Chicago Transit Authority Should Avoid Selling Naming Rights, Reinstate Ban on Alcohol Advertising

March 26, 2012

Chicago Transit Authority Should Avoid Selling Naming Rights, Reinstate Ban on Alcohol Advertising

Letter Describes Advertising’s Harmful Effects on Developing Children

WASHINGTON, D.C. – The Chicago Transit Authority (CTA) should not move forward with plans to sell corporate naming rights to its specialized services, and it should reinstate the recently dropped ban on alcohol ads on public transit, Public Citizen said in a letter sent today to Forrest Claypool, president of CTA. Any names attached to public sites and services should reflect geography and history, and the names should honor civic virtue, not crass commercialism, the letter said.

According to recent news reports, the CTA is seeking corporate sponsors to purchase naming rights to popular CTA programs such as the CTA Holiday Train, New Year’s Eve Penny Rides, Free Rides for Chicago public school students on the first day of school, Bus Tracker and Train Tracker. Public Citizen also requested that the CTA reverse its decision to allow alcohol advertising on public transit, given that its previous ban against such ads so effectively served the public interest and helped protect minors from exposure to adult beverage marketing.

Not only does the CTA’s plan compromise the public nature of transit services in Chicago, it also is unlikely to alleviate the financial strain the CTA is currently facing. In other cities, transit naming rights schemes have not yielded significant revenues.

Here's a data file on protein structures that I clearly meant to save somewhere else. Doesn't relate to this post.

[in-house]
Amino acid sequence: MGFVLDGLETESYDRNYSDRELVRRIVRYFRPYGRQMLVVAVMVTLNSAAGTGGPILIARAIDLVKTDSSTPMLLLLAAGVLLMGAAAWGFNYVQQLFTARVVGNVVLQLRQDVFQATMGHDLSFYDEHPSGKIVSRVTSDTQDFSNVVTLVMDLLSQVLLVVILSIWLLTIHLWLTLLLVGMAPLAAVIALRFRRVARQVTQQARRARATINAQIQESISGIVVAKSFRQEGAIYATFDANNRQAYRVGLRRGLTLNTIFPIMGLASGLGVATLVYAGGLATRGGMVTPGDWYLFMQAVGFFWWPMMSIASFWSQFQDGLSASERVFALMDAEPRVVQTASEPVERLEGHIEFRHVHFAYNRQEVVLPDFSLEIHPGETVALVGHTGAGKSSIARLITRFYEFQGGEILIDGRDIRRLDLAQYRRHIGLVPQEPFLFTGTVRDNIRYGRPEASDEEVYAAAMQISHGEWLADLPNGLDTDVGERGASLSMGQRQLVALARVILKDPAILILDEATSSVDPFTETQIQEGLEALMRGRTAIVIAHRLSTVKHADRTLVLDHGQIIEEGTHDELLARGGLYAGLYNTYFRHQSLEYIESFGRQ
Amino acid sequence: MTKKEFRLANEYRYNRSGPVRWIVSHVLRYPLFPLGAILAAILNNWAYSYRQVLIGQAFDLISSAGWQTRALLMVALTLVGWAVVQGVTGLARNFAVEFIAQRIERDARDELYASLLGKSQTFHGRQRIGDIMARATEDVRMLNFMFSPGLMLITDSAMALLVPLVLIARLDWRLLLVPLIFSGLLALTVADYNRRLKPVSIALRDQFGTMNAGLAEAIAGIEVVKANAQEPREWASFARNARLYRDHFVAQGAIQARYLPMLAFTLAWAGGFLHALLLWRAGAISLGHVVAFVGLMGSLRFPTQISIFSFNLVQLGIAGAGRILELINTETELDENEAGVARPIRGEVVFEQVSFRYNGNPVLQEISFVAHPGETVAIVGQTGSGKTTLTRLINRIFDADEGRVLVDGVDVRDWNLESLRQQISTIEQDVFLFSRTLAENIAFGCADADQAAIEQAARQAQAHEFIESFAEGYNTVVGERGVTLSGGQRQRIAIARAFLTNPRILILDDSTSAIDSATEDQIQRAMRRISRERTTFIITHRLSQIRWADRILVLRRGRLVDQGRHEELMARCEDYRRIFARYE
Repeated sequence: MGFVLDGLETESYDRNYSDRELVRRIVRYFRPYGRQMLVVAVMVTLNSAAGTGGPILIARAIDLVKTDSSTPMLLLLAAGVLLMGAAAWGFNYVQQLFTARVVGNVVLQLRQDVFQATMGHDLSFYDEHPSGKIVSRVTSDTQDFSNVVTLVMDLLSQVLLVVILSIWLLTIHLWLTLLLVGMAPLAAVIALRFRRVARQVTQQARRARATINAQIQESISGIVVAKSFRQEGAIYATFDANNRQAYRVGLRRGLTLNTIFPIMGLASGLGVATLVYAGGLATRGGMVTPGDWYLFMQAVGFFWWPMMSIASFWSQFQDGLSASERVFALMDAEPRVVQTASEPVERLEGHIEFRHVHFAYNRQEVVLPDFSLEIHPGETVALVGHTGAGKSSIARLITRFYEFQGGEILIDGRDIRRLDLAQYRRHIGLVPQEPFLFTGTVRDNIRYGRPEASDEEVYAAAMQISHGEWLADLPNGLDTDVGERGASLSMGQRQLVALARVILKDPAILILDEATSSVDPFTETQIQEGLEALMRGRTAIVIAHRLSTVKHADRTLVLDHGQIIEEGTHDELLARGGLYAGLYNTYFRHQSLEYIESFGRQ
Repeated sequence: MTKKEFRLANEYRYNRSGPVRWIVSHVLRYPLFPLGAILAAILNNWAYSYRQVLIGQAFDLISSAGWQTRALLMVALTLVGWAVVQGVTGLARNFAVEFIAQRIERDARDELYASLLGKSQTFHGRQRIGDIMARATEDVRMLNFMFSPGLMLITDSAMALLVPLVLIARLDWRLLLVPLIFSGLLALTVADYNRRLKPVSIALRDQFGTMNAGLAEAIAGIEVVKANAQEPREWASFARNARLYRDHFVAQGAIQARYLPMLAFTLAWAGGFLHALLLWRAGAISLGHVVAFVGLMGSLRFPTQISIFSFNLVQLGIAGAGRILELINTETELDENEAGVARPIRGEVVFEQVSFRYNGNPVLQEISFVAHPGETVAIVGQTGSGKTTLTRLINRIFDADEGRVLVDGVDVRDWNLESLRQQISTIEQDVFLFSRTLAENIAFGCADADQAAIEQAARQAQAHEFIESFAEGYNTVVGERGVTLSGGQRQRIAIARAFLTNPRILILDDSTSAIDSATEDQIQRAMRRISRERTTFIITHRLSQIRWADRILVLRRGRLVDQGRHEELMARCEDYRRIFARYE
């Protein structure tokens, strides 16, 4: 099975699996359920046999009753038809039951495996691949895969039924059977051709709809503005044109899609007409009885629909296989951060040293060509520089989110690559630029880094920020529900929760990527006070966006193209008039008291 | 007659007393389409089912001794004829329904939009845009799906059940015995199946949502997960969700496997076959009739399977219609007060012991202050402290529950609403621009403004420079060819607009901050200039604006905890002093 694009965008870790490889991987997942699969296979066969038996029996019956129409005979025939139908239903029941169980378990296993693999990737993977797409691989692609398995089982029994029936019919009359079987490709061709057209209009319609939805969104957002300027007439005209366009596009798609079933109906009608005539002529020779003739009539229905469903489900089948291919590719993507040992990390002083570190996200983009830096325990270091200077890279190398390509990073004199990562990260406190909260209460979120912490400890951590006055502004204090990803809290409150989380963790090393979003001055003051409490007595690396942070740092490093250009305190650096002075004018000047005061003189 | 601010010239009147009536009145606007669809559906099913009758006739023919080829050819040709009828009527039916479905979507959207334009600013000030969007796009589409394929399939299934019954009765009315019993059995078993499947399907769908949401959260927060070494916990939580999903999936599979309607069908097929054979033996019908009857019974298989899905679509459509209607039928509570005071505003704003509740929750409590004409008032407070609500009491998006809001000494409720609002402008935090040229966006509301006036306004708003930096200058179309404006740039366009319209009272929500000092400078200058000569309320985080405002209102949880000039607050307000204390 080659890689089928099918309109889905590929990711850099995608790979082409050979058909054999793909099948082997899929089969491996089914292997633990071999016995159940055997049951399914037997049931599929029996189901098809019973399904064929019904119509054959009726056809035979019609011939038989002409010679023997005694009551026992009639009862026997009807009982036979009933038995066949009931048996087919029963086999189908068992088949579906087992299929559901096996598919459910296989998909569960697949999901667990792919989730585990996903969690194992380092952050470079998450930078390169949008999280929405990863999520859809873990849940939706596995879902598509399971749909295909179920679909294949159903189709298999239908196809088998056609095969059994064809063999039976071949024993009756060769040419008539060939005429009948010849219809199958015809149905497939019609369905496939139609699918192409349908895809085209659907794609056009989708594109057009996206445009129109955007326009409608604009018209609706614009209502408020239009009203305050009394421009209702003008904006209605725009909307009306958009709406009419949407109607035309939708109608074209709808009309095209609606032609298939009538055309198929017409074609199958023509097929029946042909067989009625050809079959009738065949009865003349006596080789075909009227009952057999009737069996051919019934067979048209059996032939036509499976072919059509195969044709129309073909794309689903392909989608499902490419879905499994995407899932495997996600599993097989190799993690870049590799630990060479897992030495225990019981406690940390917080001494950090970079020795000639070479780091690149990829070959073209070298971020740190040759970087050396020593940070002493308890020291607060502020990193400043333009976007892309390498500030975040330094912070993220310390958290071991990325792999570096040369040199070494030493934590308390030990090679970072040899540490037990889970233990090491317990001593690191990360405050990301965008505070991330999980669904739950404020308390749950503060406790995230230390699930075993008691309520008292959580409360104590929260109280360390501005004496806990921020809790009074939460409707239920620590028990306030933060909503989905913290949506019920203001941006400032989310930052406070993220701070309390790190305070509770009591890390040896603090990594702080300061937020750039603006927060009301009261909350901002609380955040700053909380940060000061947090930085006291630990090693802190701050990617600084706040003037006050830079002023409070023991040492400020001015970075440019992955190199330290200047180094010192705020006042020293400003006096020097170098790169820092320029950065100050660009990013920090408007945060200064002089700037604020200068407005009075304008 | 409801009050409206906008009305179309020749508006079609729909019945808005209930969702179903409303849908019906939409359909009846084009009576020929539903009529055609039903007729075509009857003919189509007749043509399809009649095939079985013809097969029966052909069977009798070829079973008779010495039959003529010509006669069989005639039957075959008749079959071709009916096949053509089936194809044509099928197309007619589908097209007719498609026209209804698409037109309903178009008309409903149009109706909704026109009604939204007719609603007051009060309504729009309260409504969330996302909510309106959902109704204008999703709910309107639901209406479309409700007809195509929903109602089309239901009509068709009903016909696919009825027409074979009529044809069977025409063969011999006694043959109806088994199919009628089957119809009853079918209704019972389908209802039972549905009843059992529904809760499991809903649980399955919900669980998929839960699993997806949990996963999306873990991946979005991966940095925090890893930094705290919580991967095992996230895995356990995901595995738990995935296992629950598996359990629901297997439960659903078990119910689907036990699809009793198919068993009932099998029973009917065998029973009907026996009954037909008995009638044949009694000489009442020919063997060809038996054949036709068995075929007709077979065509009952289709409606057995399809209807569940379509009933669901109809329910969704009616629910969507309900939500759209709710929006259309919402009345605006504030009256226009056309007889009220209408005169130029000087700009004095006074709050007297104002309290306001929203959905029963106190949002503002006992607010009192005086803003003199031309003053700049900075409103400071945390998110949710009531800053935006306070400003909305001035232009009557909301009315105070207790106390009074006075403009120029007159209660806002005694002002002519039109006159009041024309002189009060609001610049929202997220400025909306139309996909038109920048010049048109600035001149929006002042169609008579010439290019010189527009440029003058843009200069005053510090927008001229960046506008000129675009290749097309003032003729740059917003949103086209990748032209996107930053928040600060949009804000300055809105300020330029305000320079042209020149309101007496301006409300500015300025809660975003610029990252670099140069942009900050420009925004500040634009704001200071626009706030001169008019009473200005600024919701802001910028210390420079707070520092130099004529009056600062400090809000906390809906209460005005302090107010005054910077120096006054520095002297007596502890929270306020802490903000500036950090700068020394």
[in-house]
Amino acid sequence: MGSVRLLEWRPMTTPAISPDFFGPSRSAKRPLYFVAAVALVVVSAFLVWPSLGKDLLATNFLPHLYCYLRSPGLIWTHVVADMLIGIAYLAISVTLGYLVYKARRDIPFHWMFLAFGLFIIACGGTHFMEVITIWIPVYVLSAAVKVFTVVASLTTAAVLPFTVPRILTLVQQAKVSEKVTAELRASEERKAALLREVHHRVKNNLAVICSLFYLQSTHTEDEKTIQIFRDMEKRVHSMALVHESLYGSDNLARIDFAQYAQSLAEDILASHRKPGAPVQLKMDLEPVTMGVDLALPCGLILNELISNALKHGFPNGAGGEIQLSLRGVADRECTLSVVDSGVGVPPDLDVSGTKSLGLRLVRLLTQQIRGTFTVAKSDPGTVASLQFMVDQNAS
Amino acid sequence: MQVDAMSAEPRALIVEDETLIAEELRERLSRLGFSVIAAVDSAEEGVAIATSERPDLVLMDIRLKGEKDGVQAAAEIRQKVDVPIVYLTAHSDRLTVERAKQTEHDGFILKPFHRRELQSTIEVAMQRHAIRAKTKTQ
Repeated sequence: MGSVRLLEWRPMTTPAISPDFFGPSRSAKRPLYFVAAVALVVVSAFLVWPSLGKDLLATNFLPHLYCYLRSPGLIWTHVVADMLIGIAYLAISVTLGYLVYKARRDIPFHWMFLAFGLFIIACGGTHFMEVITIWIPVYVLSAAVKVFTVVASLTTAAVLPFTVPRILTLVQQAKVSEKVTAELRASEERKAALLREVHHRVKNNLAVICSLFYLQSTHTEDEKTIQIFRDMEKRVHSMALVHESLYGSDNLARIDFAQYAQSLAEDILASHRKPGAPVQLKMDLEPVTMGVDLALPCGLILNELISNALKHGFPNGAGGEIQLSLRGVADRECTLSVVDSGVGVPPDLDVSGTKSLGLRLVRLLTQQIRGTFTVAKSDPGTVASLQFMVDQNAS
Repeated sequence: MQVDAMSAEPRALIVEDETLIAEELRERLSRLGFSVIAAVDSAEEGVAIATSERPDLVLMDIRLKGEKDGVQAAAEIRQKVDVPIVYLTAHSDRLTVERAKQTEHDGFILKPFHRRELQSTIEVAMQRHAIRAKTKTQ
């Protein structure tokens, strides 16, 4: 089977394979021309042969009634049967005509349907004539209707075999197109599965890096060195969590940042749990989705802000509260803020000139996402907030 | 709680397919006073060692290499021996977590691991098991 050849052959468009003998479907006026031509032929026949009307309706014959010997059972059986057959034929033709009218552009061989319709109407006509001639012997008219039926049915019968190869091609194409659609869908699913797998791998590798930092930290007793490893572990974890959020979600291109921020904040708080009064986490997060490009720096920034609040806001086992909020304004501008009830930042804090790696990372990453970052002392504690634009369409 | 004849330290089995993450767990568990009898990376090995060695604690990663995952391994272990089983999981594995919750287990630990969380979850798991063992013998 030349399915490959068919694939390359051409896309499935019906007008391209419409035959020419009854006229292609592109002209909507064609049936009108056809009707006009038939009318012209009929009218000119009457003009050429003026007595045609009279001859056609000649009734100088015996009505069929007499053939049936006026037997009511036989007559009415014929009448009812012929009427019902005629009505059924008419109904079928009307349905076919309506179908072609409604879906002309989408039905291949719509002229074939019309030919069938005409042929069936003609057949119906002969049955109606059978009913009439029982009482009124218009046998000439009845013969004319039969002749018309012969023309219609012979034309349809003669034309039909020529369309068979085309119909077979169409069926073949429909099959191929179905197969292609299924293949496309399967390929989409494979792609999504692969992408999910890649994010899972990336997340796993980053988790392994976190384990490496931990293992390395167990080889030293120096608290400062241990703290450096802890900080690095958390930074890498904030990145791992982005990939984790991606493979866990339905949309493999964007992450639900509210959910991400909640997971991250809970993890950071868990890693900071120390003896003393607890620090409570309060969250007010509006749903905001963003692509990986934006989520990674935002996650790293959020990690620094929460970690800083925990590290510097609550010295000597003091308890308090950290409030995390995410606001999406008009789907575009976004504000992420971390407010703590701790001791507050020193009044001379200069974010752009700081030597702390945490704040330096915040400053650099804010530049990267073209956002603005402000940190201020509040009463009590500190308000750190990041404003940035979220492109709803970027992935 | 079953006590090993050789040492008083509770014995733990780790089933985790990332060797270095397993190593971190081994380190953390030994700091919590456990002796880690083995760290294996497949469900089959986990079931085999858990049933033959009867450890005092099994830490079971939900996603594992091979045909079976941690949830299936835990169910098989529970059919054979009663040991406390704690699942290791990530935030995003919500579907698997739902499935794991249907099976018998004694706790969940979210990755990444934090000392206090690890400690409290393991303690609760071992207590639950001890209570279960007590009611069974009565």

“The sale of naming rights enables companies to skim off the positive publicity of deep and long-term public investment. This erodes the public’s support for the public investment that is the only major funding source for public transit,” said Robert Weissman, president of Public Citizen.

As a consumer advocate, Public Citizen is particularly concerned about the effects the CTA’s sale of naming rights and alcohol advertising have on youth.

“Which corporations will co-opt citizens into their advertising schemes? Will it be ones that contribute to marketing-related diseases like obesity, diabetes, cardiovascular disease and smoking-related illnesses? Or will subway riders travel to stations named for corporate felons, big business cheats or major polluters?” Weissman said.

While acknowledging that the additional commercial revenue might be tempting, Public Citizen reminded the CTA that its first obligation is to its riders and their children. Long-term ethical and social concerns should take precedence over the desire for a quick buck, the letter said.  

 “Americans already face a deluge of advertising everywhere they go,” said Elizabeth Ben-Ishai, campaign coordinator of Public Citizen’s Commercial Alert project. “Names of products and brands are not only a nuisance and drain on our culture, but they also are often injurious to our health.”

###
Public Citizen is a national, nonprofit consumer advocacy organization based in Washington, D.C. For more information, please visit www.citizen.org